Lecture/discussion - bring pictures of your self as an Infant or a Toddler
All information is from Meisels and Shonkoff's (1996) (eds) Handbook of Early Childhood Intervention. Cambridge: University Press.
Assumptions of early childhood interventions
1. Interdisciplinary activity. Needs are so diverse that the range of services required to meet their needs must reflect this breadth. It cuts across many disciplines
2. The needs of infants and toddlers can only be fully appreciated and understood within a family context. Families must be seen as dynamic unites embedded within a larger social system.
Providing early intervention services implies providing services that are sensitive to family concerns, that build on family strengths, that seek to enhance family adaptation, and that create within families new capabilities to support and facilitate infant and toddler development and prevent developmental problems (p. xv).
One of the most important legacies of the human services programs of the past decade is the growing recognition of the need for a more collaborative, less hierarchical relationships between service providers and service recipients (P. 25).
Looking at the first level of families - parenting
Bowlby's attachment theory is key to infant development. But it does not end there.
Parenting has three essential aspects: characteristics of processes (How is parenting done?), the etiology of individual differences (Why is it done in that way?), and consequences (How does it influence the developing child?)
The quality of the marriage influences the attitudes and interactions of each parents and child (Maccoby and Martin, 1983). The marital relationship strongly predicts paternal involvement , and the level of mother-father harmony correlating positively with the level of father/infant interaction (Belsky, 1984). The quality of the marriage and its effects on parenting behavior found that parents' attitudes of warmth, encouragement of independence and decreased aggravation with their toddlers were related significantly to their scores on a scale of marital adjustment.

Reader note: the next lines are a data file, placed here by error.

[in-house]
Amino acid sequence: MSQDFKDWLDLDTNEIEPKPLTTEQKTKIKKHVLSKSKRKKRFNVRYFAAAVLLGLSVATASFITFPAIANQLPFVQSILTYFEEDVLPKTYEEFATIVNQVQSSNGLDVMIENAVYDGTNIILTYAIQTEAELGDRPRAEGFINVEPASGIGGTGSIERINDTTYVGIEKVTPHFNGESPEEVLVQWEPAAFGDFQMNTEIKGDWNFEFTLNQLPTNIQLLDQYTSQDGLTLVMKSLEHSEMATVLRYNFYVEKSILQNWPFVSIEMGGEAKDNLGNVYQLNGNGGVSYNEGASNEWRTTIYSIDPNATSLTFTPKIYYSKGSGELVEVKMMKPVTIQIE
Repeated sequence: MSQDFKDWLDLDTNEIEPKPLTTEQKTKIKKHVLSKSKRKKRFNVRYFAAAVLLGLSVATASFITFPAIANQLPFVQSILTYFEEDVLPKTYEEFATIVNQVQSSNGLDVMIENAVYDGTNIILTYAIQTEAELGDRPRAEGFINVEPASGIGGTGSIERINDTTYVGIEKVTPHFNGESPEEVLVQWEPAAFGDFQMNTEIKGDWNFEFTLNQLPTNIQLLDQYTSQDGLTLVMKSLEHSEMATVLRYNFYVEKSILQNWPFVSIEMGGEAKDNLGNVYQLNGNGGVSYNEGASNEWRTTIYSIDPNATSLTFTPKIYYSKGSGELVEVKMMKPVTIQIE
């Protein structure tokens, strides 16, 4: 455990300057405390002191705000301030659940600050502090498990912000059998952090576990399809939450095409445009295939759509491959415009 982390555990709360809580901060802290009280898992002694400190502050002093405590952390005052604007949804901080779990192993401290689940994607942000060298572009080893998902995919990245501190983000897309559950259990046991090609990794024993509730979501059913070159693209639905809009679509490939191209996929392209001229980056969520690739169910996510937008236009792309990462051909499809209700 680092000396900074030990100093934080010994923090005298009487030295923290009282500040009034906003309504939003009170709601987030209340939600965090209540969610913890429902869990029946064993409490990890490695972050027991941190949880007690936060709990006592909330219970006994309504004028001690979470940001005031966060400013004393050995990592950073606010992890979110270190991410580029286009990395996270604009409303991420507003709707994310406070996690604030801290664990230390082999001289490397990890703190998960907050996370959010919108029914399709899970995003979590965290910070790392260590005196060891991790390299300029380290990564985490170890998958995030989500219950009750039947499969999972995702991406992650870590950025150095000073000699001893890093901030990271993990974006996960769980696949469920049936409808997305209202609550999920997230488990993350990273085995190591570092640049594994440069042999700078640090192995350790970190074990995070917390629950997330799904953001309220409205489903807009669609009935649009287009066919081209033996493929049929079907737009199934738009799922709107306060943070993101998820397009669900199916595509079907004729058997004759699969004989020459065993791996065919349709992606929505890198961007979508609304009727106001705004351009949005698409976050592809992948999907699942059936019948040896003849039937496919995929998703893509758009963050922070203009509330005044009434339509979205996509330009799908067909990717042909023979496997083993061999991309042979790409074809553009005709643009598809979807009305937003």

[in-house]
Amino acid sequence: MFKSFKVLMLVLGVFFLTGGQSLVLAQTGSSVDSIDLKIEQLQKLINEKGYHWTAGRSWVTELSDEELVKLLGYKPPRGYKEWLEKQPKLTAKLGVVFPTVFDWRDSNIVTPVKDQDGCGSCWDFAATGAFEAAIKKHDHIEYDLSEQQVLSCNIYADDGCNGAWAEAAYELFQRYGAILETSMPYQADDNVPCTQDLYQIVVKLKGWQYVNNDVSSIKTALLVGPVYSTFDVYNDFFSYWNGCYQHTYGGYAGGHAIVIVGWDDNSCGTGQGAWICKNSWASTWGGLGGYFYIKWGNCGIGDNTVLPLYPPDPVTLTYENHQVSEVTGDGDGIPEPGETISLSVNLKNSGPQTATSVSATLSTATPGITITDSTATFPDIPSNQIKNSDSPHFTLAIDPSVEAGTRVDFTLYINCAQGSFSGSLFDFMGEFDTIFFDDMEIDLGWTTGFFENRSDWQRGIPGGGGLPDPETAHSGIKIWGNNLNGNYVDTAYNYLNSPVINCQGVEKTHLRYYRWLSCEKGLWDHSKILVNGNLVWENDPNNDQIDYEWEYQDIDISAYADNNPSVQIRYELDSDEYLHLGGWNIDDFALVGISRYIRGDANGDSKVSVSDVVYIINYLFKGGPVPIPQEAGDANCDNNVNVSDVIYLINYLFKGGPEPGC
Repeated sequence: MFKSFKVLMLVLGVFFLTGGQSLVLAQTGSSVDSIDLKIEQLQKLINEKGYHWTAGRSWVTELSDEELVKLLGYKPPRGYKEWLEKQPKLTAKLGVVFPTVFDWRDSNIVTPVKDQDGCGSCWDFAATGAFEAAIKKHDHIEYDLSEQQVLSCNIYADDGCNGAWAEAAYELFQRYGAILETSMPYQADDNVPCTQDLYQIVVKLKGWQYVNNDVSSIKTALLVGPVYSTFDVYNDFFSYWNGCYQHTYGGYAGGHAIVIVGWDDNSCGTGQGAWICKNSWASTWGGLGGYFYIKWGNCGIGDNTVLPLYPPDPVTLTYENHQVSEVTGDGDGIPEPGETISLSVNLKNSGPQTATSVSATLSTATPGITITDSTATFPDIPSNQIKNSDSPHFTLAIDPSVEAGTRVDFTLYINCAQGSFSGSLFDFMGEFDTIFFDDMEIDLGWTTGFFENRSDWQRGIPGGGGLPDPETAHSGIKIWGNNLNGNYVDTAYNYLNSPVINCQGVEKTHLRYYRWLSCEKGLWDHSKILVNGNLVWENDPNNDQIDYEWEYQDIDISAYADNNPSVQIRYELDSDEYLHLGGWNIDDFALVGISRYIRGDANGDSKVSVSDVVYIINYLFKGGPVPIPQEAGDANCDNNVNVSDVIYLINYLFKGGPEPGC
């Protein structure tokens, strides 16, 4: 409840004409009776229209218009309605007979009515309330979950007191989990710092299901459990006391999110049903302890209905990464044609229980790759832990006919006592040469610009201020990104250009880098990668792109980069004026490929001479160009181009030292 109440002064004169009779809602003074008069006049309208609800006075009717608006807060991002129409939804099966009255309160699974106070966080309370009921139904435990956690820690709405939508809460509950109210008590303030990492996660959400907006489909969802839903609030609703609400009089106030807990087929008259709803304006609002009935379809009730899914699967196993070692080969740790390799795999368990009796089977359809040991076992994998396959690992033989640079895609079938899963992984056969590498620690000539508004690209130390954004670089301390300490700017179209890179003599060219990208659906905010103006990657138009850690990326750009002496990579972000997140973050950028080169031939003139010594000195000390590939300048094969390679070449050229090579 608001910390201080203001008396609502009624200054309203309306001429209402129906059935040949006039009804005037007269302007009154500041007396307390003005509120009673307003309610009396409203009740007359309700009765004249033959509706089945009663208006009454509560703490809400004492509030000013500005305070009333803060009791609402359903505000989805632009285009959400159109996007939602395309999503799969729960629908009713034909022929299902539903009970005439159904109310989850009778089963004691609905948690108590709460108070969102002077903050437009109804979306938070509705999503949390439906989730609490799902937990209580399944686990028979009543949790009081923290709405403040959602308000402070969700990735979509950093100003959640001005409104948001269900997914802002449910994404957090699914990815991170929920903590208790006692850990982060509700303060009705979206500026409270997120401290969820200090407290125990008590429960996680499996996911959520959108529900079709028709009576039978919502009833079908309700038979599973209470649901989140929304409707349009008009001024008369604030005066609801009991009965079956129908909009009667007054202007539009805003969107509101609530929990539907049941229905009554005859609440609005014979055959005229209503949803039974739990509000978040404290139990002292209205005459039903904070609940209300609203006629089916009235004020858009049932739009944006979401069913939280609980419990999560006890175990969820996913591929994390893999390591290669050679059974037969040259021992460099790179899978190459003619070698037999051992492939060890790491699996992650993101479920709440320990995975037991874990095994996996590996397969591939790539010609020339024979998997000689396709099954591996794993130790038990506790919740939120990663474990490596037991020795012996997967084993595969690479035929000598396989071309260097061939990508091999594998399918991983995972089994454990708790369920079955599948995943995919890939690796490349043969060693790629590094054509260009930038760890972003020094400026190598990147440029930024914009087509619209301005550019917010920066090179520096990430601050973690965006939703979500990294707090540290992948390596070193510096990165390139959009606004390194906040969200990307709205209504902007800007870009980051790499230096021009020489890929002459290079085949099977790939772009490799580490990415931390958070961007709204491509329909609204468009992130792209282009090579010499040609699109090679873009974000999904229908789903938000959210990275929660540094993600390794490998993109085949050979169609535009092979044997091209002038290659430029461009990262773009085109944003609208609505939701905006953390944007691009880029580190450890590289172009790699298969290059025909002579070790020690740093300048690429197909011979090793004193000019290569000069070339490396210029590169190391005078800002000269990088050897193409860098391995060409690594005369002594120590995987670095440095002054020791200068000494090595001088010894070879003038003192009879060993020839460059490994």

The family is embedded in a broad variety of social systems including extended family, friends and neighbors, work, school, medical and religious institutes, and cultural groups. This larger system acts as both stressor and support that has influence on the parents' relationship with the child. (p. 54).
Parenting has function and process -
Functions - protection, emotional organization, encourages environmental exploration and learning.
Individual differences among parenting functions are based on family of origin differences. The adults natural tendencies to hold, talk, smile and respond to the infants cries is complimentary to the infants on biologically determined needs that build toward attachment.
This creates bonding
Content and timing of behavior - child learns to predict parental responses to his own behaviors. They begin to develop a concept of self through this interplay, and that they are an agent who can partially control and determine their own experiences.
Mothers who respond quickly and consistently to their infants cries and not distress vocalizations foster mastery motivation and a greater interest in exploring their environment. Children from these situations are also more communicative , and demonstrate higher cognitive competency.
Parents ignorance, lack of interest, carelessness, intolerance, explain their insensitivity to their children's needs.
emotions regulate interpersonal processes.
By the end of the first year, infants look to their parent faces to read their affective content in order to appraise ambiguous and novel situations,
The amount of time with a child is not related to the establishment of an affectional tie, but the quality and attentiveness, of multiple factors.
Attunement of parents to their children's needs is key.
The affectional tie between infant and parent ensures that the infant will be protected from predators and that they will be nurtured so that the species will survive.
Attachment has been shown to be critical to later personality development.